Shining a light on communities through public information

In honor of Sunshine Week, AHCJ invited organizations devoted to government transparency to write about how their work can help health care reporters. Here is the first of four.

Sunshine Week may be just one week out of the year, but the Reporters Committee for Freedom of the Press works every day to protect the right to public information. We have seen firsthand the important role that public information plays in producing more complete and accurate reporting on issues that deeply affect our communities –  how taxpayer dollars are spent, if elected officials are acting in the best interests of those they serve, and whether those in government are abusing the power they hold.

For example, last year we represented The Camarillo Acorn, a local newspaper in California, after it was sued in the course of reporting on a story that shed light on a public health official’s alleged misuse of taxpayer funds.

Just last month, we supported the Las Vegas Review-Journal and the Associated Press in their fight at the Nevada Supreme Court against an unconstitutional prior restraint barring them from reporting on a public, anonymized autopsy record for a victim of the Las Vegas shooting. Reporting on public records like autopsy reports helps shed light on the brutality of mass shootings and what transpired during these types of tragedies.

And last week, Washington’s governor vetoed legislation that would have exempted legislators from the state’s public records law after residents, news media, and organizations including the Reporters Committee strongly spoke out against the measure.

Despite these victories for open government, we have seen new restrictions on access to sources of information. Proposed legislation across the country has sought to shield government activities from public view. And instead of fulfilling public records requests, some public officials are instead filing lawsuits against those who seek access to information.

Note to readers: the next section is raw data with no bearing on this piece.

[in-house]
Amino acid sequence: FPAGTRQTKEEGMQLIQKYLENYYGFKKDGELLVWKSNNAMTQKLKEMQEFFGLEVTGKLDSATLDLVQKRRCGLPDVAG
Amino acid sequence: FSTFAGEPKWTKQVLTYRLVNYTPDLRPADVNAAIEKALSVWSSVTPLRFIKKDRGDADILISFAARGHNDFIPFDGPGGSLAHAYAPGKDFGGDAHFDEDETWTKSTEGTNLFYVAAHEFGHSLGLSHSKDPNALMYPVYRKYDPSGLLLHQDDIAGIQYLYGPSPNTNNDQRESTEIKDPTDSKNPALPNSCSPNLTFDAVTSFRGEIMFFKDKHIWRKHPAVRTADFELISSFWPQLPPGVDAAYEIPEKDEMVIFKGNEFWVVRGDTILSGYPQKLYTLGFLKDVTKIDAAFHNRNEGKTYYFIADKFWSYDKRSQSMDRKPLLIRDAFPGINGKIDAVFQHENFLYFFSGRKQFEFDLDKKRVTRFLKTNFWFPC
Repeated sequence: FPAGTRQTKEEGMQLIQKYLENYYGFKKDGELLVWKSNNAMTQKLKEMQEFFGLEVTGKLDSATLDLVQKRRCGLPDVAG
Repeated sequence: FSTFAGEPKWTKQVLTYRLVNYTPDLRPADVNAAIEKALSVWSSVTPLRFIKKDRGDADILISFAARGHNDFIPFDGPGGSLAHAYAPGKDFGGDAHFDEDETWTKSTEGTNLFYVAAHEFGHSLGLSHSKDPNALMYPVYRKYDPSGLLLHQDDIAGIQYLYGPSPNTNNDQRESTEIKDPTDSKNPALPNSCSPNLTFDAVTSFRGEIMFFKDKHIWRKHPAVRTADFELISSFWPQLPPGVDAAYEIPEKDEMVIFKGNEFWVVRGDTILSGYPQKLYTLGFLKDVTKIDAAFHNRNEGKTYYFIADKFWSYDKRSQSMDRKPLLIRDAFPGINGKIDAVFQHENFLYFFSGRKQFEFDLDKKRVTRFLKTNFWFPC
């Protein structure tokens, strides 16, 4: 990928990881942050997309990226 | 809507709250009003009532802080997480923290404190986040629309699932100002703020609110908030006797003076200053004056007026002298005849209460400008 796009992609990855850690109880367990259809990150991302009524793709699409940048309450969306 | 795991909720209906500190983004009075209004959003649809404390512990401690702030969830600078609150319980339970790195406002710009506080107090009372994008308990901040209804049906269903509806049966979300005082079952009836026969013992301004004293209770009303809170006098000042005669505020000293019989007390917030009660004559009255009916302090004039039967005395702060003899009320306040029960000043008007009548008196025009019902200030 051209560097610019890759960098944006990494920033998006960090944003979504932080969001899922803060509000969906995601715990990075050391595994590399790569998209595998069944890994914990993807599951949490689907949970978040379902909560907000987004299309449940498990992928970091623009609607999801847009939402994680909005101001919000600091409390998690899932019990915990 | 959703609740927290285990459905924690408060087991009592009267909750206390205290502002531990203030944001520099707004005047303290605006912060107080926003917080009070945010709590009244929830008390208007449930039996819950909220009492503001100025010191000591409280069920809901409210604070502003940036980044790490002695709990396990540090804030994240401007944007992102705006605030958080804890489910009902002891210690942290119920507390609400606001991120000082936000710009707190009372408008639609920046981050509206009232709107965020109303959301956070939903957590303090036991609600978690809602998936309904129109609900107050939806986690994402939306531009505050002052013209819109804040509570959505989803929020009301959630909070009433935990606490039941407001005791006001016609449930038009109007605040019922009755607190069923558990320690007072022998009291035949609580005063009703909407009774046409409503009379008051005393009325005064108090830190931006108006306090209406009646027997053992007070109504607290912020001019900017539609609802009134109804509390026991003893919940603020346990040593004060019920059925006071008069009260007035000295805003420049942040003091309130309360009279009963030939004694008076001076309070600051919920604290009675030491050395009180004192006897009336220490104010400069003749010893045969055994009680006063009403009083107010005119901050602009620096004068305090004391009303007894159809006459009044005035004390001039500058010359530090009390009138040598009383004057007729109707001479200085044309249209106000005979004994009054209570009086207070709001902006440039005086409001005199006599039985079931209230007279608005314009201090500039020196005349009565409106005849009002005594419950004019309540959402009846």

Sunshine Week provides an opportunity to examine how we can help journalists overcome these kinds of challenges in accessing the information they need to report the news.

Open records laws are intended to foster transparency and trust between government and those it serves – but these laws can only fulfill that promise if the press and public can use them to access information. Public records belong to the public, and we must work to ensure these laws are upheld and strengthened so the press can shine a light into the darkest corners and the public can hold government accountable.

While Sunshine Week may end March 17, the following resources from the Reporters Committee are available to journalists and news organizations year-round to help them navigate access issues:

  • Our Digital Journalist’s Legal Guide details what journalists should know about their rights to gather and report the news, including information about access public records and places, meetings, and courtrooms.
  • The Federal Open Government Guide outlines how journalists can obtain public records from federal agencies under the Freedom of Information Act. The Reporters Committee also manages wiki, another free resource aimed at helping journalists better understand the Freedom of Information Act. Our iFOIA tool also allows journalists to create, submit, track, and manage both state and federal public records requests through a single website.
  • Our Open Government Guide provides state-by-state information on open records and meetings laws, and the Open Courts Compendium includes rules and case law governing access to court proceedings and records in each state.
  • And our Legal Defense Hotline is staffed 24 hours a day, seven days a week by attorneys to answer questions from journalists and media lawyers.

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